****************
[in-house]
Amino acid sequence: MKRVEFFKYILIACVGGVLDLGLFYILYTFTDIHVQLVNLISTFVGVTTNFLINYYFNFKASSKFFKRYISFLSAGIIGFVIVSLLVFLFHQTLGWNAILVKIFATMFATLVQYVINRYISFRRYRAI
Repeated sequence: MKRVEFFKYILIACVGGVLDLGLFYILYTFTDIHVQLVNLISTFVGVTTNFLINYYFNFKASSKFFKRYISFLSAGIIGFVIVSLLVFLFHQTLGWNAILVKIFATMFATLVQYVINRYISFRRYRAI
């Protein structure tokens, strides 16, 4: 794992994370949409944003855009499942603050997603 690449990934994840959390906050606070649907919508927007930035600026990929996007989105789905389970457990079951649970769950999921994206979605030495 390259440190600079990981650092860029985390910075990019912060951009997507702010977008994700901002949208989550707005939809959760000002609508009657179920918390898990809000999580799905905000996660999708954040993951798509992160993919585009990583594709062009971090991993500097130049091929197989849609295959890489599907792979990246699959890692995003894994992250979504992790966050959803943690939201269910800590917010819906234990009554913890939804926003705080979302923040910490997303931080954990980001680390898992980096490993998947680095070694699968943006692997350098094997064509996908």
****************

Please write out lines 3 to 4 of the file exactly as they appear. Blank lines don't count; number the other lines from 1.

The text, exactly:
Repeated sequence: MKRVEFFKYILIACVGGVLDLGLFYILYTFTDIHVQLVNLISTFVGVTTNFLINYYFNFKASSKFFKRYISFLSAGIIGFVIVSLLVFLFHQTLGWNAILVKIFATMFATLVQYVINRYISFRRYRAI
């Protein structure tokens, strides 16, 4: 794992994370949409944003855009499942603050997603 690449990934994840959390906050606070649907919508927007930035600026990929996007989105789905389970457990079951649970769950999921994206979605030495 390259440190600079990981650092860029985390910075990019912060951009997507702010977008994700901002949208989550707005939809959760000002609508009657179920918390898990809000999580799905905000996660999708954040993951798509992160993919585009990583594709062009971090991993500097130049091929197989849609295959890489599907792979990246699959890692995003894994992250979504992790966050959803943690939201269910800590917010819906234990009554913890939804926003705080979302923040910490997303931080954990980001680390898992980096490993998947680095070694699968943006692997350098094997064509996908």